The goddess of the hearth. She's often overlooked by the other characters, often quite literally.
Ascended Extra: Plays a far more important role in The Last Olympian than she does in the original mythology.
Demoted to Extra: In the original mythology, and of course as part of her past in the books. She seems to have happily embraced the option.
Chekhov's Gunman: The little girl tending the hearth as Percy tours the camp for the first time in The Lightning Thief appears four books later as Hestia, goddess of the hearth and the titular last Olympian.
He's Just Hiding: In-universe, Grover does not believe Pan dead and his main motivation throughout the series is to gain a Seeker's license so he can find Pan.
Magic Music: Music played on his reed pipes can make plants grow.
Goddess of springtime, Demeter's daughter, and Queen of the Underworld. Married to Hades.Played by Rosario Dawson in The Lightning Thief
Clingy Jealous Girl: A milder example than Hera, but she doesn't like it when Maria di Angelo is brought up. note Actually a carry-over from the original mythology, where she turns Hades's ex-mistress into a the first mint plant.
Lady Macbeth: Goes behind Hades' back to try and ensure he's just as powerful as Zeus and Poseidon. One of the reasons Nico decides to spend more time in the Underworld is so that he can counteract Persephone's influence.
Wicked Stepmother: To Nico with whom she has a very strained relationship. She apparently turned him into a dandelion at one point.
Woman in White: While in the Underworld and Hades's queen; she wears a washed-out white dress. When she's out of it, her attire is very colorful.
The god of the oceans, storms, earthquakes and horses. Poseidon is shown to take greater care of his children than other gods and is more mature than his brother Zeus.Played by Kevin Mc Kidd in the film series.
Doting Parent: As doting as an absentee god parent can be, anyway. But he's especially this for Percy in comparison to some of the other gods, especially Zeus and Hades.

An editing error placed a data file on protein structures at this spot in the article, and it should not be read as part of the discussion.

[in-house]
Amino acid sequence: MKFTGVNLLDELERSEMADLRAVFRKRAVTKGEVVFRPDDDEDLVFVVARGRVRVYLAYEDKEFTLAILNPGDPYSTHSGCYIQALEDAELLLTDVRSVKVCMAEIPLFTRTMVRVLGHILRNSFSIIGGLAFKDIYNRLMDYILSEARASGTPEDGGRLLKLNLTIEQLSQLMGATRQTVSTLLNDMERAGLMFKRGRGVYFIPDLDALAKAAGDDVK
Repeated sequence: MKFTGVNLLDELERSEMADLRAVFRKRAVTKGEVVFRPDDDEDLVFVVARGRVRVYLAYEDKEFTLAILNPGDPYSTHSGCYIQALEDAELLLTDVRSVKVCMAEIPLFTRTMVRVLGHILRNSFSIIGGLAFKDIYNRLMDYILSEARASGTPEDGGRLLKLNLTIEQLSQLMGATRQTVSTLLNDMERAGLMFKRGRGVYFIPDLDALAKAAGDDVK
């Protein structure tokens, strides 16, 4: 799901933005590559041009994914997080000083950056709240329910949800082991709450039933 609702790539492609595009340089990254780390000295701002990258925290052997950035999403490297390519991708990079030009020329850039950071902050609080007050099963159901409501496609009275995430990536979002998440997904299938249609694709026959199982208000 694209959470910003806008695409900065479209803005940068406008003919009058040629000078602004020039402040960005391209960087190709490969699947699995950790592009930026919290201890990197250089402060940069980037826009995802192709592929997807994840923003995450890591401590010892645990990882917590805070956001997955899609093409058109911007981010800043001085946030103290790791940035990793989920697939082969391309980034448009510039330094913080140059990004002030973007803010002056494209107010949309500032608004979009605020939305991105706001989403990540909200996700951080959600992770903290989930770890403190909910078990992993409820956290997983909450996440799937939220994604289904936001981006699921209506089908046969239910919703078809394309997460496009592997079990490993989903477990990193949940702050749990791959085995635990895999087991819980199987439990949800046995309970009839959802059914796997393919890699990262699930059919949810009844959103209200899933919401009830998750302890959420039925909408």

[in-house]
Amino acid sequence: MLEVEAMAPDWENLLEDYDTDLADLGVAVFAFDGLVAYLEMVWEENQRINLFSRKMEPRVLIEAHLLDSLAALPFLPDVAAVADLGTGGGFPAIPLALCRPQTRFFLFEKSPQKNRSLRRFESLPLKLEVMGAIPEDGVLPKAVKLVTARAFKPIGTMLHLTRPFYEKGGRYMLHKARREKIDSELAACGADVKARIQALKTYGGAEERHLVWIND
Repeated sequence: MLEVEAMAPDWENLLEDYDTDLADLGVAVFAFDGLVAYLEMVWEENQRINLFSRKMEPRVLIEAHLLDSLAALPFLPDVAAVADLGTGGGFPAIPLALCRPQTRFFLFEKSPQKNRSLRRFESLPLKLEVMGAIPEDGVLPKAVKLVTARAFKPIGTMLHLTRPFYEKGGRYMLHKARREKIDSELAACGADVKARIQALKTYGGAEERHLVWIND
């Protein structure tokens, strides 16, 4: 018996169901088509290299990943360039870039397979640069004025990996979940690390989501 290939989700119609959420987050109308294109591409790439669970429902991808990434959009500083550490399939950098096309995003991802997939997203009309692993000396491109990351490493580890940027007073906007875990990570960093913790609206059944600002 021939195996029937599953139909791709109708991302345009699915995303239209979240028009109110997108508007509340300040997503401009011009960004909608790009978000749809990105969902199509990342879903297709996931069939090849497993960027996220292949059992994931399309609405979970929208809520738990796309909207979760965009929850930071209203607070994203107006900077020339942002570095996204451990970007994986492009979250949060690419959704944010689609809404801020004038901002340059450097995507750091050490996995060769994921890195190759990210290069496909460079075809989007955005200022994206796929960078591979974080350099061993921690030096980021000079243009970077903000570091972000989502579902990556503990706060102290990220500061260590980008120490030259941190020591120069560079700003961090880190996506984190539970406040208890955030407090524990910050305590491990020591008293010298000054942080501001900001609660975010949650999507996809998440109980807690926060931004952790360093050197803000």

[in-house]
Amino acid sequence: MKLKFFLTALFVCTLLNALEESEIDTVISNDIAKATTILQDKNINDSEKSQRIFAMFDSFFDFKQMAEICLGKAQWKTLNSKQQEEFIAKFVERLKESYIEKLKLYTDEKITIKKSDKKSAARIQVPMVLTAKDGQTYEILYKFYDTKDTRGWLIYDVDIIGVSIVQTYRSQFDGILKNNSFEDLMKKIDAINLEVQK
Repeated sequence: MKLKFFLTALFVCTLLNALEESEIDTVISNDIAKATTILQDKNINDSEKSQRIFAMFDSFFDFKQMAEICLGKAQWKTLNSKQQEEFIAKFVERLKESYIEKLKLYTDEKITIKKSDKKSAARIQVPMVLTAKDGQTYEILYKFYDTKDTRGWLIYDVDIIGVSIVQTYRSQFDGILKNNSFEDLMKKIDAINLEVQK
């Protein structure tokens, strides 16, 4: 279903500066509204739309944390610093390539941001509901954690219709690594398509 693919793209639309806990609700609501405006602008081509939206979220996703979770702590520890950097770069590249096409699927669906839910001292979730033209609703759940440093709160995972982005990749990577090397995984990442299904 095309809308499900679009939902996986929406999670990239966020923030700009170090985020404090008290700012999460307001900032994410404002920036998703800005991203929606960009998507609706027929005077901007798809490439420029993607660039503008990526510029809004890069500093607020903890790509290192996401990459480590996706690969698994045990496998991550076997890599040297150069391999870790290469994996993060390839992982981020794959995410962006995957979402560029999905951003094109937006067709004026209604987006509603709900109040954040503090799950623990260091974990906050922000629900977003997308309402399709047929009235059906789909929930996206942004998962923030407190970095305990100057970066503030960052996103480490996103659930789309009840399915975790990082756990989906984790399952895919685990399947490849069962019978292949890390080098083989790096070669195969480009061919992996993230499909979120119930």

Father Neptune: The Greek equivalent of the Trope Namer. Especially apparent while fighting against Oceanus in The Last Olympian.
Immortal Immaturity: Averted. In ancient times he was very similar to Zeus in temperament. He would often hold grudges and be highly vindictive when things did not go his way. In the series he comes across as having matured to a degree where he is much more reasonable, at least compare to his brother.
Lord of Olympus and god of storms, justice, and oaths. The last two being ironic considering his actions throughout the series.Played by Sean Bean in the film series.
Bolt of Divine Retribution: Quite literally. His symbol of power is the "master bolt." The first lightning bolt and most powerful weapon in the series.
Head Inthe Sand Management: At first, the refuses to allow discussion on the rising threat of the Titans over the protests of the other gods until Artemis forces him to confront irrefutable evidence. In The Heroes Of Oympus, he does the same with the threat of the rising giants refusing to take action once again over the protests of the other gods.
Hypocrite: Zeus tears into Poseidon for breaking his oath and calls Percy's birth a crime. Yet he broke the oath first after being the one to force it on his brothers. No one bothers to mention it since he just got his lighting bolt back.